Jay Leno says that you should never go to a big restoration shop. Always find the guy that works out of his backyard. He is doing it because he loves it. The big shop is doing it to make a profit. Eventually the big shop will get greedy and cut corners to increase profits, or raise there prices. The guy working out of his one car garage enjoys doing it and probably makes just enough money to feed his family... if that.


This is the area where everyone falls short... even me. You really need to do research when buying a classic car. Too many people think they can just start looking at ads, pick a car and buy it. That may work in the new car world where you get a warrantee, and it may even work in California where they have a place called Fantasy Land over at Disney Land. It is not that simple.

Here are some of the areas where research should be spent.

1) Classifieds. Yes, you can use the classifieds themselves for research. 2) Auction Sites 3) Dealers and their web sites. 4) Car specific web sites. 5) Price guides. 6) Car Clubs. 7) Books.

I will explain below how you can use all of these items to help you with the following goals:

1) Buying a car that you will enjoy. 2) Not getting ripped off. 3) Protecting your investment (also know as resale value).


Let's get started with the classifieds. This means online and offline (paper) classifieds. My personal favorite is Collector Car Trader. What can you learn at CCT? For one, you should be able to get a feel for what cars are selling for. This is the number one area where classifieds help you. Determine the "asking" price range for the cars you are interested in. You need to take this information with a huge grain of salt... something like a 5 pound salt lick. Just because you see cars advertised for a price does not mean it is worth the asking price. As we have said, it probably won't sell for the asking price.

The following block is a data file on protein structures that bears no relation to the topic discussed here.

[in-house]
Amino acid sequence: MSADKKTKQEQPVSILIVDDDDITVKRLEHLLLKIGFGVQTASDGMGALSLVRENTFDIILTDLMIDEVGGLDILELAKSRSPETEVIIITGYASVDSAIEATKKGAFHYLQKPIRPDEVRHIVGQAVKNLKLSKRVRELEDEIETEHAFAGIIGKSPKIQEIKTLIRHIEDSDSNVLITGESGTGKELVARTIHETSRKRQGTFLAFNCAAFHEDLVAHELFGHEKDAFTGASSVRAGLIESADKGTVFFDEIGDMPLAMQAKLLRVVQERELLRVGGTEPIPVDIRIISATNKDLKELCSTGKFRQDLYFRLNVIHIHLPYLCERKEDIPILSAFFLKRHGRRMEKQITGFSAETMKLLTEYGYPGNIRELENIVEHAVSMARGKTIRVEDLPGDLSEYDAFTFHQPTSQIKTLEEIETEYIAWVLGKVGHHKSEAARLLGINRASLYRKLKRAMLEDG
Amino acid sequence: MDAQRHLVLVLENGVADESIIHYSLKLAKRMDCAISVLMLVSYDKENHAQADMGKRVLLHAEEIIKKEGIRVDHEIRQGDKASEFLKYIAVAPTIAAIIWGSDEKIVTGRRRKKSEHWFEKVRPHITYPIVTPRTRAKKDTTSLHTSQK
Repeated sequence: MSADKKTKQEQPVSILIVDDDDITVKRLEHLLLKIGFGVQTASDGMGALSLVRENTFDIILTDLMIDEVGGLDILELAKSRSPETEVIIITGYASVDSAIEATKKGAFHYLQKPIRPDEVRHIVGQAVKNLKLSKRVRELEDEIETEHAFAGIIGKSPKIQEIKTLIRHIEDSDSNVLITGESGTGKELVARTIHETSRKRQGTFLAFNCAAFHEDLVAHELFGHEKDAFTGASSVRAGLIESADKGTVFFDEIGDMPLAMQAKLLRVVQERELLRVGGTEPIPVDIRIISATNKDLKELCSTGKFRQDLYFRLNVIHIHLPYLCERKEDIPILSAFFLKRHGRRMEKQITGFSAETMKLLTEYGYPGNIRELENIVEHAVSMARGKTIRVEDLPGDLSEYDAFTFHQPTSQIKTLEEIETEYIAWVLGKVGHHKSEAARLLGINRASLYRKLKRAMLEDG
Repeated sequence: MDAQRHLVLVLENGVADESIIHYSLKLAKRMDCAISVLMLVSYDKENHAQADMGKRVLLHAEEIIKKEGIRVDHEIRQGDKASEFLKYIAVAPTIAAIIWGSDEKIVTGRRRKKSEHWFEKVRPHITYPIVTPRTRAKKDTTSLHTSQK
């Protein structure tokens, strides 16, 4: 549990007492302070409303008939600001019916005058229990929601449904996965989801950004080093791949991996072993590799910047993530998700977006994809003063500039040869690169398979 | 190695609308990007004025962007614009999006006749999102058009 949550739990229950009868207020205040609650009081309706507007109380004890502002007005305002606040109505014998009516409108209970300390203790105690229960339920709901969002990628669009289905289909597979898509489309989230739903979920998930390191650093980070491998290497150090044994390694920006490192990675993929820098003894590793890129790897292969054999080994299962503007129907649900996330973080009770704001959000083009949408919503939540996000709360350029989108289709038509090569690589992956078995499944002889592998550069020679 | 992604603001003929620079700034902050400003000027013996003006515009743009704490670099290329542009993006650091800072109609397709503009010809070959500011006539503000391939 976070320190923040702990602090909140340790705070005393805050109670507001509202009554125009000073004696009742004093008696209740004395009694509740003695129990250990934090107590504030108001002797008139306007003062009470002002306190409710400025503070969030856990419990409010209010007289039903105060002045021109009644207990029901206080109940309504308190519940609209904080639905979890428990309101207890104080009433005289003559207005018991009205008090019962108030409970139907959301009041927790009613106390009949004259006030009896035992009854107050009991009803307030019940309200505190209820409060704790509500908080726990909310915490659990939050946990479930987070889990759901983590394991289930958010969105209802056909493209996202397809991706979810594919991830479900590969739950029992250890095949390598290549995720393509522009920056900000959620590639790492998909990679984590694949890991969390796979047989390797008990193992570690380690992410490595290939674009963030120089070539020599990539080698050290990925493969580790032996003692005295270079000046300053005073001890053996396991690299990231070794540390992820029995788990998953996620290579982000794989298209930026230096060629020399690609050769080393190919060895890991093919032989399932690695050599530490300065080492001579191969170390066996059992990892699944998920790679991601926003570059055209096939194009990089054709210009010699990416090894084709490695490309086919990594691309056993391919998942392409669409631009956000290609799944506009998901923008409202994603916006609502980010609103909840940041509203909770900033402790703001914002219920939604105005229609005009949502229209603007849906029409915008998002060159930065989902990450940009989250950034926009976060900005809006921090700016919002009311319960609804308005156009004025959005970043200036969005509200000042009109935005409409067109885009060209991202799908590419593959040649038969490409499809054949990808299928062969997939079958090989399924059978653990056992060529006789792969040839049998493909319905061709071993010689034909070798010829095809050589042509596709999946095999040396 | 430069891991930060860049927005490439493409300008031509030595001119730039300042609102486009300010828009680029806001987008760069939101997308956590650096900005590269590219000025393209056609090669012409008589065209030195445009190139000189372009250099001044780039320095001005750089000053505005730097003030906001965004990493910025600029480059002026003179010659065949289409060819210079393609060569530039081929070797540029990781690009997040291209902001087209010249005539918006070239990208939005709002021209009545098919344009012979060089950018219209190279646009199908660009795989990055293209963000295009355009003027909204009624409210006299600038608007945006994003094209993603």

That brings up one good point. If you are calling about a car and it has sold, ask what it sold for. This increases your knowledge of what cars are selling for. This is what the value guides do. Why can't you? Think of it as getting up to date information to supplement the value guides. The worst that can happen is the seller won't tell you, which will probably be the case with a dealer.

You can also use the classifieds to see how long cars stay on the market. This is better with online classifieds. Get out that salt lick, because you can't trust the information in online classifieds as an accurate way to determine how long a car stays on the market. Web sites don't get updated. People don't bother to turn off their ad. They figure it will run out anyway. I have seen cars in classifieds last for over a year. I can't believe that the owners are selling a car for over a year. I can believe that the web site doesn't clean itself up.

Let's take CCT for example. I remember calling about a Firebird when I was looking for a Camaro. I came across a 68 Firebird 400 convertible. It looked excellent in the pictures and was priced only $500 over my budget. Plus, it was located in Austin, a little more than an hours drive away. I found the ad on a Tuesday. CCT displays the posted date which was from that previous weekend. I called that night and the person's answering machine already said the car was sold. Now, since I was looking for Camaros, not Firebirds, I don't know for sure how long it was on CCT's site. However, I did check on Firebirds every two to three weeks, so the Firebird was probably not listed for more that a couple of weeks.